He took a quick glance at the tickets in their plain envelope. You've been talking so much about odd music lately, I thought you'd enjoy it. He handed the tickets to an usher and received two programmes in exchange. He gave one to Sherlock, who opened it right away and began to pore over it as John guided him to their seats. I've never had the opportunity to hear their music performed live before.
The curtain rose, revealing an assortment of drums, boxes, bells, and xylophones. John glanced at the programme and saw that the first piece listed was called The Anvil Chorus. That, he decided, was the one flaw in an otherwise excellent plan; it was entirely possible that an entire evening of listening to musicians bang on drums and boxes might drive him mad, or at least make him long for the more familiar squawks and wails of Sherlock's violin. But Sherlock sat next to him, looking utterly entranced, and John decided that he could put up with an evening of noise in return for the expression that was playing across Sherlock's features at that moment.
The house lights dimmed, and the audience applauded as a young woman dressed in black with her hair in a tight ponytail walked out onto the stage and bowed.
Without a word, she took up her position amidst the instruments and picked up a set of mallets. John plastered a smile across his face and attempted to steel himself for what the programme assured him would be seven minutes of pounding, headache-inducing noise.
He was pleasantly surprised to find that the piece began relatively calmly, with metallic notes that were far more rounded and resonant than he had expected, and that the jarring thumps of the bass drum were farther apart than he had feared. There was even a melody of sorts. After a minute or so, John was able to relax and even enjoy the ever-changing texture of chimes, thumps, pops, and clangs, and he found himself positively enjoying a softly tinkling section towards the end.
When the musician finished with a final thump of the bass drum and came out from behind the instruments to take her bow, John found himself applauding enthusiastically along with the rest of the audience. It gains so much when you see it live. Being able to trace the textures and rhythmic lines. That wrung a smile out of Sherlock. Not quite as exciting as a good murder, of course, but most satisfactory.
John gave a laugh that came out as half a snort. This isn't another one of those little talks we need to have? Sherlock directed John's attention to the stage, where a large metal gong now hung from a frame in front of the curtain. Two large felt mallets lay on a pillow in front of the gong. John glanced quickly at his programme, but was only able to determine that the full name of the piece was Koan: Having Never Written A Note For Percussion before a young man, also dressed in black, walked out onto the stage, bowed, took up the mallets and seated himself cross-legged on the pillow facing the gong, his back to the audience.
For the longest time, it seemed to John that nothing was happening. Then he became aware of a subtle rumbling, almost too quiet to hear. A few minutes after that, he realized that the young man had in fact been working at the gong for the entire time, slowly drawing an increasing volume of low, shimmering sound out of the thing.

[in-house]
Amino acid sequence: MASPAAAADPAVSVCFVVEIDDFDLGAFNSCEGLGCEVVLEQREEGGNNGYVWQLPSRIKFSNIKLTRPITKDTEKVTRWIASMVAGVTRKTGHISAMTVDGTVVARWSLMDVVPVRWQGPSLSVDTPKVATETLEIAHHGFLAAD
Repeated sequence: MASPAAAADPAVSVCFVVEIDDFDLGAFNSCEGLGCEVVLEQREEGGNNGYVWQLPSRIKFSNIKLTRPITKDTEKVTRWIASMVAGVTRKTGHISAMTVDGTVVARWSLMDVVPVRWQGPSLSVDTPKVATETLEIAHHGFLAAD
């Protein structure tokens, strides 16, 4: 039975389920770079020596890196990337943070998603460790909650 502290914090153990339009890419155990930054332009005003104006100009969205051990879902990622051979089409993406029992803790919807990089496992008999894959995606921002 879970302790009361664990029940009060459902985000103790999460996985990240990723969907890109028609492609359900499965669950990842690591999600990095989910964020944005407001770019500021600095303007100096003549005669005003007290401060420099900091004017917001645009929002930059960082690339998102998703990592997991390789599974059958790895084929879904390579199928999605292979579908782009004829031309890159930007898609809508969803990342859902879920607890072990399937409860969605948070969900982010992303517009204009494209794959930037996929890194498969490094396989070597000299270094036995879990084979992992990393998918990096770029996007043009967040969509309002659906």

John began to feel uneasy, and stole a glance at Sherlock. Sherlock was sitting in his seat, his eyes closed, his hands pressed together below his chin, his whole body quivering in rapt attention, almost as if he were vibrating in sympathy with the gong. The gong grew louder, and the sound seemed to expand to fill the entire concert hall, and John decided that the better part of valour was simply to surrender to the experience.
He wasn't sure what happened for some time afterwards. Powerful waves of sound surged through him, and sometimes he thought that he heard strange, unearthly melodies humming along just below his consciousness. When he tried closing his eyes like Sherlock, he saw strange colours flowing and shifting along the insides of his eyelids. For an instant, he thought he was almost able to taste the sound, but afterwards, he never could find the words to describe the flavour.
After what seemed like an eternity, the wall of sound thinned, and began to reduce itself. The strange melodies and flavours receded, and John was able to think again. Romantic Sad Sentimental. Sexy Trippy All Moods. Drinking Hanging Out In Love. Introspection Late Night Partying.
Rainy Day Relaxation Road Trip. Romantic Evening Sex All Themes. Features Interviews Lists. Streams Videos All Posts. Release Date March 30, Styles Experimental Modern Composition. Journal of Music Theory. In Kostelanetz, R. Writings about John Cage. A History of Consonance and Dissonance. New York, NY: Excelsior. In he composed the early plunderphonic composition Collage No. Avg Duration Share on facebook twitter tumblr. Complete Excerpt. James Tenney: Postal Pieces. James Fulkerson. New World Records.
James Tenney: Music for Violin and Piano. Matthias Kaul. New World RecordsWhile attending a concert by the Kronos Quartet at the Aspen Music Festival, composer Alvin Lucier found himself "riveted" by the ensemble's arrangement of James Tenney's Koan (originally composed for solo violin in ). Despite the piece's conceptual simplicity, Lucier observed, "You listen to one inexorable process, getting surprised by small occurrences along the way.